Karolina Hansen is an Assistant Professor at the Center for Research on Prejudice at the University of Warsaw, Poland, and a research affiliate at Yale. She received her PhD in psychology from Friedrich Schiller University in Jena, Germany. Her research interests are in the fields of social psychology, sociolinguistics, and cross-cultural psychology. They include topics such as accent attitudes, stereotyping, gender-fair language, linguistic biases, and cross-cultural differences in social cognition. Currently, she studies accent attitudes in Poland, Germany, UK, and the US. She has published in diverse journals including Journal of Language and Social Psychology, Journal of Nonverbal Behavior, Journal of Cross-Cultural Psychology, Cultural Diversity and Ethnic Minority Psychology, Social Cognitive & Affective Neuroscience, Social Psychological and Personality Science, and Experimental Psychology. She is an associate editor of Psychology of Language and Communication and Journal of Social and Political Psychology.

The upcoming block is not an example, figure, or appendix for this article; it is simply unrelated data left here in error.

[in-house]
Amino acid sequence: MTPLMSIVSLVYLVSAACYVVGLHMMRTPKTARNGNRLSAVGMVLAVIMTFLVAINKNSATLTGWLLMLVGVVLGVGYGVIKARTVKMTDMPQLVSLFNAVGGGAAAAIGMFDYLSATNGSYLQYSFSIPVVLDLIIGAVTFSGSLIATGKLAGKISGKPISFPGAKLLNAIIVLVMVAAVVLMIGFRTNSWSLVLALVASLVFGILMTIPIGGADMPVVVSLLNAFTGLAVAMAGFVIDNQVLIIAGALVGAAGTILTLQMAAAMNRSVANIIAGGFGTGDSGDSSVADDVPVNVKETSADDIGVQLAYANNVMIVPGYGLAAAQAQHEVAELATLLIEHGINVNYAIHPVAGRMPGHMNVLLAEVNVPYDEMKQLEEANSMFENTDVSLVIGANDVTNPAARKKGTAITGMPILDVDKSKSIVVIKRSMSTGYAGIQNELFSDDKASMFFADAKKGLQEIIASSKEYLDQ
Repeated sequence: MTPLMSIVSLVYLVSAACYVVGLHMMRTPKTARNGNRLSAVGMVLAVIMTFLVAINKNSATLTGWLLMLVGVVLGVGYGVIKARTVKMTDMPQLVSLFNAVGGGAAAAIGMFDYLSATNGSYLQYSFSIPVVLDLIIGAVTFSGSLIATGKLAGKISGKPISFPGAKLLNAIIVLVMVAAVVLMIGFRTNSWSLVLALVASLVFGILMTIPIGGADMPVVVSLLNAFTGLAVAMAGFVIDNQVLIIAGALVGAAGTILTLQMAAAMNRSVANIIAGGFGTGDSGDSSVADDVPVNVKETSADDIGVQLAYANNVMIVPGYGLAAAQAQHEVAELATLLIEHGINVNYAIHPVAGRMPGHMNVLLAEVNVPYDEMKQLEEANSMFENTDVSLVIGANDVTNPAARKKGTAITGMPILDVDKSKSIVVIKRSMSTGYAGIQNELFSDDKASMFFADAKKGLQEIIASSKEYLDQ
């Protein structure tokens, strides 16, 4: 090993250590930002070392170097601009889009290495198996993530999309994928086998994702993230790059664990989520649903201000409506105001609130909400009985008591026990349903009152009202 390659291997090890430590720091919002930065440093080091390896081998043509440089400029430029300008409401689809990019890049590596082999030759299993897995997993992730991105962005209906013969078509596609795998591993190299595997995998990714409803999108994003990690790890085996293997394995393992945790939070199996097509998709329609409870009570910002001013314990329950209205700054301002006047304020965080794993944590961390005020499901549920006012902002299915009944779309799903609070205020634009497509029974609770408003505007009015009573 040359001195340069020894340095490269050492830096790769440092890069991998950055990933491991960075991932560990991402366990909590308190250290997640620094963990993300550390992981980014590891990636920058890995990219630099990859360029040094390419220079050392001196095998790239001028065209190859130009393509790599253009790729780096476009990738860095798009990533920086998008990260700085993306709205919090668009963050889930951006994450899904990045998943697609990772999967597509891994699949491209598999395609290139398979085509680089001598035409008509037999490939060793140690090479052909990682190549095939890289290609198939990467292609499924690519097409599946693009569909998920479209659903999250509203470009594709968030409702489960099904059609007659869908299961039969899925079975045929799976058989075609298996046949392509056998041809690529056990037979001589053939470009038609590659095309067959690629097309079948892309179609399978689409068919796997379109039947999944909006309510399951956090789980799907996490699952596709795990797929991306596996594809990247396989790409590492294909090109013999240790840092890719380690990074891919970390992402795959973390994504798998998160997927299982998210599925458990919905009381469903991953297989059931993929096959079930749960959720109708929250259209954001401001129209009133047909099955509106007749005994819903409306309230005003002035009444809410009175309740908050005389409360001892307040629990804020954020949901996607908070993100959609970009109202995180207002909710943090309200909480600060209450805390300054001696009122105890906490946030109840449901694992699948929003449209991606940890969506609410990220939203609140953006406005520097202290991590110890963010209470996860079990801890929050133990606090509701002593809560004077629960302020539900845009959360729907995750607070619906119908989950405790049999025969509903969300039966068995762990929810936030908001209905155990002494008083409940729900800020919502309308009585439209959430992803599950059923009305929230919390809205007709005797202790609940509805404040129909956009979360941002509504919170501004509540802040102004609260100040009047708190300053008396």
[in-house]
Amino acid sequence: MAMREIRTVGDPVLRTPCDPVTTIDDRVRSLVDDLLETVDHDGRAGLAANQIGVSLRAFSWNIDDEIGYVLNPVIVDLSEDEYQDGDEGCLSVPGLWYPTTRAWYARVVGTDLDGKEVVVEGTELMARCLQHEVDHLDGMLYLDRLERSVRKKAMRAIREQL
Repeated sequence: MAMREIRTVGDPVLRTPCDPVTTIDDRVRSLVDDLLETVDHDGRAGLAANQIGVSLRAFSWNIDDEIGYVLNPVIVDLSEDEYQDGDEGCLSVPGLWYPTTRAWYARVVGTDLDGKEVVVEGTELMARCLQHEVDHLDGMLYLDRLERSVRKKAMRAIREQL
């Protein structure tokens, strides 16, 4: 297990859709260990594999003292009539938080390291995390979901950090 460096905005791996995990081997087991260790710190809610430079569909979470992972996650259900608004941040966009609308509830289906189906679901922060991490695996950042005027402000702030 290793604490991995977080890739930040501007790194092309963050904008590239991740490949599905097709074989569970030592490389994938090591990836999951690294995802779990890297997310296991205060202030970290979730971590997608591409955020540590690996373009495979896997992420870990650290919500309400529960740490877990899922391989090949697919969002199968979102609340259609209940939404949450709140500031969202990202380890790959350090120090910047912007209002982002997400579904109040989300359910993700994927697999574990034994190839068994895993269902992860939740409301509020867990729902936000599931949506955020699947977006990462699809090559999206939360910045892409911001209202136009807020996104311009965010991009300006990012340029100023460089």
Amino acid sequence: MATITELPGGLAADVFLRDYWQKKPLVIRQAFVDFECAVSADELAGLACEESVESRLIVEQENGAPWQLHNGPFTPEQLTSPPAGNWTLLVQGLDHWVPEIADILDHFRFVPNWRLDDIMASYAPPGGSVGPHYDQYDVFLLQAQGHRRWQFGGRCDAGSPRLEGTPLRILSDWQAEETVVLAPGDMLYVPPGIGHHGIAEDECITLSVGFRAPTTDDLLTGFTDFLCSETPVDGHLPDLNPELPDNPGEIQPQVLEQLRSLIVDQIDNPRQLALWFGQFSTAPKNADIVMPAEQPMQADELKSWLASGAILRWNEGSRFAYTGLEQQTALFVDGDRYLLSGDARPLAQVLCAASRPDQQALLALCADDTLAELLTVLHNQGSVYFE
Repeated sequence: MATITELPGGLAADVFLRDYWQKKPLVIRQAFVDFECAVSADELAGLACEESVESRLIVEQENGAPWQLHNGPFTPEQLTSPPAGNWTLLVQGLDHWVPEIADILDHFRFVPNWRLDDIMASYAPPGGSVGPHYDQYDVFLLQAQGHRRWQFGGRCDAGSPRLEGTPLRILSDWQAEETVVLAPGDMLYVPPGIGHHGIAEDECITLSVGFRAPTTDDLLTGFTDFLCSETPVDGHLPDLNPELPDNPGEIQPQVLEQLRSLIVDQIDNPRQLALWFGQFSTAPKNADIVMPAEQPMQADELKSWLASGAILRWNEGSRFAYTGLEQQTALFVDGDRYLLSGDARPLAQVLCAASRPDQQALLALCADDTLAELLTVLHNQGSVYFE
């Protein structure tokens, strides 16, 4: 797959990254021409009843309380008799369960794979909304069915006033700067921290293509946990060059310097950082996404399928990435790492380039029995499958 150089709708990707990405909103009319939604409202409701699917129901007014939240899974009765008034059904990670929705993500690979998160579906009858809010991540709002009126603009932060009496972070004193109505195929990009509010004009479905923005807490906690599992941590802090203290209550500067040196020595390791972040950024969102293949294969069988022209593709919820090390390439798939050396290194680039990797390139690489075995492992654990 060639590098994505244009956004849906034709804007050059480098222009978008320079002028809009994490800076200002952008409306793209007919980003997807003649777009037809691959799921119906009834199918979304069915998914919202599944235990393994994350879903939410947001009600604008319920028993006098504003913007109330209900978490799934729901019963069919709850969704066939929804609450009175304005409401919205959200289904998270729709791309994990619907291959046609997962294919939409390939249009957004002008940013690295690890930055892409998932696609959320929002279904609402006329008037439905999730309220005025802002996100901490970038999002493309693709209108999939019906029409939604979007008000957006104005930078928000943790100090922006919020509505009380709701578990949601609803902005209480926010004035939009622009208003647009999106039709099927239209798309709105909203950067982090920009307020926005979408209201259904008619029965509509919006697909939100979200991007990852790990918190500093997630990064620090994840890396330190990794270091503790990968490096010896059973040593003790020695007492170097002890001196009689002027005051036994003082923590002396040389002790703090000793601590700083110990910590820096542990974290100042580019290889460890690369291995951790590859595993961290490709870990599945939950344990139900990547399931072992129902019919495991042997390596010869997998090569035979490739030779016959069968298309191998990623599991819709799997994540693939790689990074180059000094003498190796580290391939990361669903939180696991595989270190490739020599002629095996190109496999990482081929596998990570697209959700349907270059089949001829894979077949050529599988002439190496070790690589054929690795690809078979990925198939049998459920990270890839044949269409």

Europe: Anastassia Zabrodskaja
Anastassia Zabrodskaja is Professor of Intercultural Communication and Head of the Communication Management Master’s programme at Tallinn University Baltic Film, Media, Arts and Communication School. She is in charge of the management of the European Master’s in Intercultural Communication programme in Tallinn University, Estonia. Professor Zabrodskaja is a Management Committee Member of the European Family Support Network Cost Action: A bottom-up, evidence-based and multidisciplinary approach (2019-2023). Her research deals with identity, intercultural communication, code-switching and linguistic landscape. She has published an Estonian-language monograph and numerous articles on bilingualism, translanguaging and language contacts. Profile in the Estonian Research Information System: https://www.etis.ee/CV/Anastassia_Zabrodskaja/eng